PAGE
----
Tom, that's an interesting comment you made saying Thomas changed the style of Hampden league footy. Can you explain what you mean by that statement?
I'll never forget Bill Toleman and I staged the last interview with Grant before he was given the coaching job. Grant said in that interview he would change the style of footy in the Hampden league and he was proven right. Grant changed how footy came out of the back line and all the other clubs followed. Grant had very close ties with the late top AFL coach Alan Jeans and a few other smart footy brains in Melbourne that he was always in contact with regarding different aspects of how to play the game.
Who were some of the players you helped recruit to Warrnambool during that successful era in the club's history?
I was lucky to have had people like Bill Toleman, Bob Guiney and Ian 'Lefty' Wright helping me with sourcing recruits, but on a lot of occasions, I would conduct the interviews with the prospective players by myself. Players, including David Cassidy, Daryl Fenton, Murray Fry, Alby Smedts, Jason Mifsud and Mick McKinnon, were enticed to play for Warrnambool. We only had Alby for the one season. I'll never forget the sensational mark that Alby took in the 1986 grand final against Camperdown. The club also had other great players, including Lee McCorkell, Keith McLeod, Billy Couch, Mark Fedley and Wayne Billings, playing in that premiership era from 1986 to 1989. They all ended up being top players for the club. I'll never forget Jason Mifsud was playing under 16s with South Warrnambool. We knew Jason was the best player in the competition. I went and had a chat to Jason's dad Sam and then to the both of them. Sam said Jason's heart was with South but his head said he should go to Warrnambool. Grant and Jason ended up being great mates.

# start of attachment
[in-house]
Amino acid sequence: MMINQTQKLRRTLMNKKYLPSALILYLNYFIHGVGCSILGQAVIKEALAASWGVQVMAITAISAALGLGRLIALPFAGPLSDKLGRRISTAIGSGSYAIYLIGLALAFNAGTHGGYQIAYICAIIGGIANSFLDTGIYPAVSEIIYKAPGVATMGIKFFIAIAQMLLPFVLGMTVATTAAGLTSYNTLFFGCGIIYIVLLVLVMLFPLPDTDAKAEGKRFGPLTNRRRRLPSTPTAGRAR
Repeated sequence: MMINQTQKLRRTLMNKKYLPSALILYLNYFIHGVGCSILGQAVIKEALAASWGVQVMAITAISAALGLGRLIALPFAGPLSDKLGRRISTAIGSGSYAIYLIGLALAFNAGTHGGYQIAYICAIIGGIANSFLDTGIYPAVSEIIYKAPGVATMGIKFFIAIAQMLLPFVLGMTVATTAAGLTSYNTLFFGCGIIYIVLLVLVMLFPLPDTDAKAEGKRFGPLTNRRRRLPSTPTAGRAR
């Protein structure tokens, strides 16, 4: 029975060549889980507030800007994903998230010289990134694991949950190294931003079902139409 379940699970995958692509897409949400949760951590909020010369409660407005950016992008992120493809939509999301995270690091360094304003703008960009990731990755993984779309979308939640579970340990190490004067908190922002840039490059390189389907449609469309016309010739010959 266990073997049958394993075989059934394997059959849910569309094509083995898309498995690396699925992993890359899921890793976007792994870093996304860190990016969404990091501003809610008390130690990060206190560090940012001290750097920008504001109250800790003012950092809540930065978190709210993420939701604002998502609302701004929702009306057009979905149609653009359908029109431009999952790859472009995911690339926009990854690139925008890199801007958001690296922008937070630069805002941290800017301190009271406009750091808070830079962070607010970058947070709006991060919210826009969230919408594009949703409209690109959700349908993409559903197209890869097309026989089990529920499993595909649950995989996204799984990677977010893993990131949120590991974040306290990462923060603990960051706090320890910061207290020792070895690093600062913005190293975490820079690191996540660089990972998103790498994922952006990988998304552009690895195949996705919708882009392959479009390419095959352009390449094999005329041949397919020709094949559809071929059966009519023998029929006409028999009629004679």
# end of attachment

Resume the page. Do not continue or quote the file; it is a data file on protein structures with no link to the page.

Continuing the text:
Tom, how big of an impact did the late Bill Toleman have on the Warrnambool Football Netball Club?
Bill's involvement was huge. He won the best and fairest award as a player and was a premiership player before going on to be the president of the club. He filled the role as chairman for a stint, plus he held other numerous roles at Warrnambool. Bill was passionate about the Warrnambool Football Netball Club. He upset some people at various times but you knew he had Warrnambool at heart.
What were your thoughts when it was announced that you were going to be made a life member of the Warrnambool Football Netball Club?
I was thrilled to be given life membership. It's a wonderful honour and I'm extremely proud. The Warrnambool Football Netball Club is a magnificent club and I've found it very rewarding to have been involved. I've made some great friends. I decided not to seek re-election to the board after being in the role for eight years. It's time that some fresh blood got involved with the club.